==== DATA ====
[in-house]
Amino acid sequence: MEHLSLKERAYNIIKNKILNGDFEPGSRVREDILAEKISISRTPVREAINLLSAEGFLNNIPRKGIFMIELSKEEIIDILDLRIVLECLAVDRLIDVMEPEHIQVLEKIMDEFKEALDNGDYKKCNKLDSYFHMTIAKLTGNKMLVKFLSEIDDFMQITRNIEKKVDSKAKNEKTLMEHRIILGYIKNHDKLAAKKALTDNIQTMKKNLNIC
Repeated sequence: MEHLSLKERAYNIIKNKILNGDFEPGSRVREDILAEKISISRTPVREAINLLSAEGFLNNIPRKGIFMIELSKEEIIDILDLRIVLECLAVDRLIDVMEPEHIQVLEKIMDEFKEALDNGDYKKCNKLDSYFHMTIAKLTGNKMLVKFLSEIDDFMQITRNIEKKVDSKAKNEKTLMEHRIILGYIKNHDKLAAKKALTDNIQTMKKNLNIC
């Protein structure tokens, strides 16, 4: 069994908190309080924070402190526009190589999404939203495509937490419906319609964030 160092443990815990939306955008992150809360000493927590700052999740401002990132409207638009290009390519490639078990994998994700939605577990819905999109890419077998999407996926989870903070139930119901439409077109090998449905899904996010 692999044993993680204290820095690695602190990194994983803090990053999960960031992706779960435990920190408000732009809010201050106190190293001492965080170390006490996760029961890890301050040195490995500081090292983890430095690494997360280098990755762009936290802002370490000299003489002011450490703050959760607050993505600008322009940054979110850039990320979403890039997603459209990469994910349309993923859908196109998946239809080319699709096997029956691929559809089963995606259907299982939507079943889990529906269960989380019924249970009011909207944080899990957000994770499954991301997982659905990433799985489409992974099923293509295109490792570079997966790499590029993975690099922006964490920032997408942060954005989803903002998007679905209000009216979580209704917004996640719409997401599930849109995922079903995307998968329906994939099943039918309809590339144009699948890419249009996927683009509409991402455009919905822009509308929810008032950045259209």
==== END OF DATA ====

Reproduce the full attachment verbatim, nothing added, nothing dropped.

[in-house]
Amino acid sequence: MEHLSLKERAYNIIKNKILNGDFEPGSRVREDILAEKISISRTPVREAINLLSAEGFLNNIPRKGIFMIELSKEEIIDILDLRIVLECLAVDRLIDVMEPEHIQVLEKIMDEFKEALDNGDYKKCNKLDSYFHMTIAKLTGNKMLVKFLSEIDDFMQITRNIEKKVDSKAKNEKTLMEHRIILGYIKNHDKLAAKKALTDNIQTMKKNLNIC
Repeated sequence: MEHLSLKERAYNIIKNKILNGDFEPGSRVREDILAEKISISRTPVREAINLLSAEGFLNNIPRKGIFMIELSKEEIIDILDLRIVLECLAVDRLIDVMEPEHIQVLEKIMDEFKEALDNGDYKKCNKLDSYFHMTIAKLTGNKMLVKFLSEIDDFMQITRNIEKKVDSKAKNEKTLMEHRIILGYIKNHDKLAAKKALTDNIQTMKKNLNIC
């Protein structure tokens, strides 16, 4: 069994908190309080924070402190526009190589999404939203495509937490419906319609964030 160092443990815990939306955008992150809360000493927590700052999740401002990132409207638009290009390519490639078990994998994700939605577990819905999109890419077998999407996926989870903070139930119901439409077109090998449905899904996010 692999044993993680204290820095690695602190990194994983803090990053999960960031992706779960435990920190408000732009809010201050106190190293001492965080170390006490996760029961890890301050040195490995500081090292983890430095690494997360280098990755762009936290802002370490000299003489002011450490703050959760607050993505600008322009940054979110850039990320979403890039997603459209990469994910349309993923859908196109998946239809080319699709096997029956691929559809089963995606259907299982939507079943889990529906269960989380019924249970009011909207944080899990957000994770499954991301997982659905990433799985489409992974099923293509295109490792570079997966790499590029993975690099922006964490920032997408942060954005989803903002998007679905209000009216979580209704917004996640719409997401599930849109995922079903995307998968329906994939099943039918309809590339144009699948890419249009996927683009509409991402455009919905822009509308929810008032950045259209």